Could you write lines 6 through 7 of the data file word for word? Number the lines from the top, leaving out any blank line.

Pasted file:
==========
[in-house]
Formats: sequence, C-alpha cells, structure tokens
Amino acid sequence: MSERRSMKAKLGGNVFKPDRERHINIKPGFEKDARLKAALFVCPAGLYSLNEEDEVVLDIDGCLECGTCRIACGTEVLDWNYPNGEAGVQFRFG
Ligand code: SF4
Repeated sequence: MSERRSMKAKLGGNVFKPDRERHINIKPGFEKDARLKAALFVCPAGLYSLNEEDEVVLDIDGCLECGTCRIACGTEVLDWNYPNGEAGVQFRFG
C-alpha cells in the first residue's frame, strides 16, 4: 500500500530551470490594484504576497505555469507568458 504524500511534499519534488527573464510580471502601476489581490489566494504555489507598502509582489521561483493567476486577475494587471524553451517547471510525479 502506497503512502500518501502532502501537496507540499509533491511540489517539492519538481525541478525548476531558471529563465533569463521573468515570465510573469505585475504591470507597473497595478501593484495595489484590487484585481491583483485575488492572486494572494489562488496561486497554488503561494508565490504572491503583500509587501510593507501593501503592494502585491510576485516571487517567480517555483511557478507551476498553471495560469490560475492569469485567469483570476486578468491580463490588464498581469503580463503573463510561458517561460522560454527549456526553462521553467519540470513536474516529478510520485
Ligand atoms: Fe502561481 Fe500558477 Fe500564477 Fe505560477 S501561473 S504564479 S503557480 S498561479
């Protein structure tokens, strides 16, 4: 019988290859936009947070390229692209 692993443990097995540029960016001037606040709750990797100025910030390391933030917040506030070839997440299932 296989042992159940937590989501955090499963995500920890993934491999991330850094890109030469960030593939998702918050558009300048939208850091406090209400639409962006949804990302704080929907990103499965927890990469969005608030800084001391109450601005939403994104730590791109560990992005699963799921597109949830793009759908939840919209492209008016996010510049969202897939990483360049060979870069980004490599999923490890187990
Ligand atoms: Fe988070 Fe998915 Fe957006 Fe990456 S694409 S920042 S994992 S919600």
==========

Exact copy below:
C-alpha cells in the first residue's frame, strides 16, 4: 500500500530551470490594484504576497505555469507568458 504524500511534499519534488527573464510580471502601476489581490489566494504555489507598502509582489521561483493567476486577475494587471524553451517547471510525479 502506497503512502500518501502532502501537496507540499509533491511540489517539492519538481525541478525548476531558471529563465533569463521573468515570465510573469505585475504591470507597473497595478501593484495595489484590487484585481491583483485575488492572486494572494489562488496561486497554488503561494508565490504572491503583500509587501510593507501593501503592494502585491510576485516571487517567480517555483511557478507551476498553471495560469490560475492569469485567469483570476486578468491580463490588464498581469503580463503573463510561458517561460522560454527549456526553462521553467519540470513536474516529478510520485
Ligand atoms: Fe502561481 Fe500558477 Fe500564477 Fe505560477 S501561473 S504564479 S503557480 S498561479